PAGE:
Need proof? Then read these e-mail transcripts, featuring the ramblings of a middle-aged Furby addict, who happens to be my mom:
Jan. 11, 3:20 p.m.
Hey Tamsie: Remember that battery-operated kitty you used to have, that when you clapped it would follow you around? My Furby is kind of a contraption along those lines. You would love it. Then you would probably throw it against the wall.
Jan. 12, 9:34 a.m.
Tams: Hi. Here's another E-mail message for you not to answer. My friend's Furby fell down in her car, and all day all it would say was "me no health ---worried, worried." It wouldn't stop until she fed it. They're so cute. When I throw mine around, it just says "fun again, again." E-mail me. I'm bored, Mom.
(I began to worry. Maybe if I had my own Furby, I thought, I would better understand this illness. I e-mailed back: "Buy me a Furby. Our Furbies could talk on the phone.")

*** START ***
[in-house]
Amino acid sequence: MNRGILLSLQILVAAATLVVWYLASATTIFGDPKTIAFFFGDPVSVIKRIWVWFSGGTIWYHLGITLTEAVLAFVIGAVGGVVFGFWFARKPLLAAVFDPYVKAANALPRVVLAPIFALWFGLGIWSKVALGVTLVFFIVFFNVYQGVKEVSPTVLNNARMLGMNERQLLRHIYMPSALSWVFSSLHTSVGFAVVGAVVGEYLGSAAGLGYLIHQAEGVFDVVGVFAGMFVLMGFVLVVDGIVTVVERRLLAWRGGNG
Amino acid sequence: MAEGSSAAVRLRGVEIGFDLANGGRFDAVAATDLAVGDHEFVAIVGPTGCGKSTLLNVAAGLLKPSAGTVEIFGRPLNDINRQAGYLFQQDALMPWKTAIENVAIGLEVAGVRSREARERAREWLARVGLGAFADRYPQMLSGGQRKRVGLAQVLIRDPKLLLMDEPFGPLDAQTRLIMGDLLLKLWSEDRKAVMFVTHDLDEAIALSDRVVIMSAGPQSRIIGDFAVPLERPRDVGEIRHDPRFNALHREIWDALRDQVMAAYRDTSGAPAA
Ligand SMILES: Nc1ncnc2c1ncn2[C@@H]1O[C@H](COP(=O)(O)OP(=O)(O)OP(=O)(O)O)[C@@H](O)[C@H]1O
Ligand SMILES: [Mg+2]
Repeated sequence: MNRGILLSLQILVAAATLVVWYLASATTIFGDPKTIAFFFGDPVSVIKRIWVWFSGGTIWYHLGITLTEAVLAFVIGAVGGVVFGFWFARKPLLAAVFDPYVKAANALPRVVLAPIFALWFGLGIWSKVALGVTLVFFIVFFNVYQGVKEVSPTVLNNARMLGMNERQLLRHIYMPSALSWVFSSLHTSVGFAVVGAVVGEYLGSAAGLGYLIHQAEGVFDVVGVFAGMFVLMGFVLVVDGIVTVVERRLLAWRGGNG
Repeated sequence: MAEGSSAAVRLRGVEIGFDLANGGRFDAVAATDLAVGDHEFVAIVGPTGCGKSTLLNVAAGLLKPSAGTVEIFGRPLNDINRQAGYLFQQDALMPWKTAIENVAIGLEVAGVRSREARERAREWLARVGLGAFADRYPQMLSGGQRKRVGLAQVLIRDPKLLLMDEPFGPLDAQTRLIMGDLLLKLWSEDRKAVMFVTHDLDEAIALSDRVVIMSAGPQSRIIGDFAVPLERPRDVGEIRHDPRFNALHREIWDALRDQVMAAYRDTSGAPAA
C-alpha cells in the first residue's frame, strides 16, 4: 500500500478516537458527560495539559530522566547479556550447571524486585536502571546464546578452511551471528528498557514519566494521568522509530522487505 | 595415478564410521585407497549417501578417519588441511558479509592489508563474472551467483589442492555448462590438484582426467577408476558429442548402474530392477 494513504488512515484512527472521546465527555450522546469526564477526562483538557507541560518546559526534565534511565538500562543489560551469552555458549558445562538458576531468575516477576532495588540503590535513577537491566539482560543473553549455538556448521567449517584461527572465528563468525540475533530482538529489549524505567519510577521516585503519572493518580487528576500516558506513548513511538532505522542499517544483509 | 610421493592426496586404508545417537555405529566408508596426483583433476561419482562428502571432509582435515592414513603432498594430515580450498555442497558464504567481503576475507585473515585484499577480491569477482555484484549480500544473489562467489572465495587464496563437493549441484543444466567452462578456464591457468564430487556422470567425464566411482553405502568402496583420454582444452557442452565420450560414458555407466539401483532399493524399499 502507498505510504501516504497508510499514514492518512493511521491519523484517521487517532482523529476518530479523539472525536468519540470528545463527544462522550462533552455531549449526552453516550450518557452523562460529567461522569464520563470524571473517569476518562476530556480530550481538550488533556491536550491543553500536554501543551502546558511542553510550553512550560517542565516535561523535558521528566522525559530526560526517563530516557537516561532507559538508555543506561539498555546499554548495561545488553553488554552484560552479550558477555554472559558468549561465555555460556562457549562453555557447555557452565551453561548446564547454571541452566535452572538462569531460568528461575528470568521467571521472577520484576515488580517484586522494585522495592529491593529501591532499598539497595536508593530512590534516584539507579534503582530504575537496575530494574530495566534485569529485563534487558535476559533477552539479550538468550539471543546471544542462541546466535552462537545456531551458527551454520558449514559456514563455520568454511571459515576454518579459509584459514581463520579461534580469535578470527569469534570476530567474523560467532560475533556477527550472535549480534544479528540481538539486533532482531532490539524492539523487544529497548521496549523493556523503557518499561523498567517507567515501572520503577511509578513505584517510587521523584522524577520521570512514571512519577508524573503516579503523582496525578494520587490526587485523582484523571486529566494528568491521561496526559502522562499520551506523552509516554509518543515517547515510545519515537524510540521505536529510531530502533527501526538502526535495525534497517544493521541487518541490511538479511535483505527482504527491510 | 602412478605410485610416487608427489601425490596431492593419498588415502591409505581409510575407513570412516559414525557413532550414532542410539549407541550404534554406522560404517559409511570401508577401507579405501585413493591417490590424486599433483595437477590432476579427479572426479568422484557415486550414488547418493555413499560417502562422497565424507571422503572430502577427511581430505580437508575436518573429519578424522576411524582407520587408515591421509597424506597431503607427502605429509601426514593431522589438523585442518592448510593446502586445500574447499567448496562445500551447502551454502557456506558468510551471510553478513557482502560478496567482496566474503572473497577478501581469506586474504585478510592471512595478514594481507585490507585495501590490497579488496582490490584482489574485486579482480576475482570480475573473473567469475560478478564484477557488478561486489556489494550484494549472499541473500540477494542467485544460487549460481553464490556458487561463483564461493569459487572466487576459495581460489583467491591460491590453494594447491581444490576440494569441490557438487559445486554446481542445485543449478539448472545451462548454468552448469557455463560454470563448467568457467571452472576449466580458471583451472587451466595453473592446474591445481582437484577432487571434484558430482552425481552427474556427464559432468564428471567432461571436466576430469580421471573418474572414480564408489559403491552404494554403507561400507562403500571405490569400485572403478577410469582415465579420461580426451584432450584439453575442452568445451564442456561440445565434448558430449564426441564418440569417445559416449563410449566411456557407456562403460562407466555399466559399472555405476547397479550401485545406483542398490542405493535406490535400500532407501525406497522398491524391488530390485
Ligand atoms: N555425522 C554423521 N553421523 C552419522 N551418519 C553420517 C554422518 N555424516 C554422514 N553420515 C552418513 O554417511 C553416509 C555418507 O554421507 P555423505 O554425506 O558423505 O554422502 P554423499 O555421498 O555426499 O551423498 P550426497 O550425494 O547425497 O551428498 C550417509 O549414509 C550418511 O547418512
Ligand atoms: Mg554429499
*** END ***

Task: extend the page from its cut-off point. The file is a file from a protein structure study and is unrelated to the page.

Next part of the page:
Jan. 20, 12:35 p.m.
Hi, Tamara: I'm sorry I can't. I just called Montgomery Wards and they are all out!!! I'll try other stores, but I don't think you can get them. One of the counselors here is keeping one in a box for collector's purposes. I will see if she will sell it to me. That's all I can do. (P.S.: If you can get one there, I will reimburse you.)
Jan. 20, 1:46 p.m.
Got one! I'll get it at FAO Schwarz after work and it will be your Valentine's gift.
Jan. 21, 8:15 a.m.
Hello: Here is more Furby info: The black and white one is called "Tuxedo," and they are rare. There are also white ones, which aren't very good, because they get dirty. But if you get both, they're a bride and groom set. Thought you'd like to know that. It's so funny. When I feed mine, he says "very good," "maybe more," but if you feed him too much, he burps. You'll love it!!
(Koh Koh arrived soon after. I sent my mother this message: "I got Furby. He is boring. He amused me for about five minutes. We stuffed him in a drawer." Bad move.)
Jan. 26, 9:48 a.m.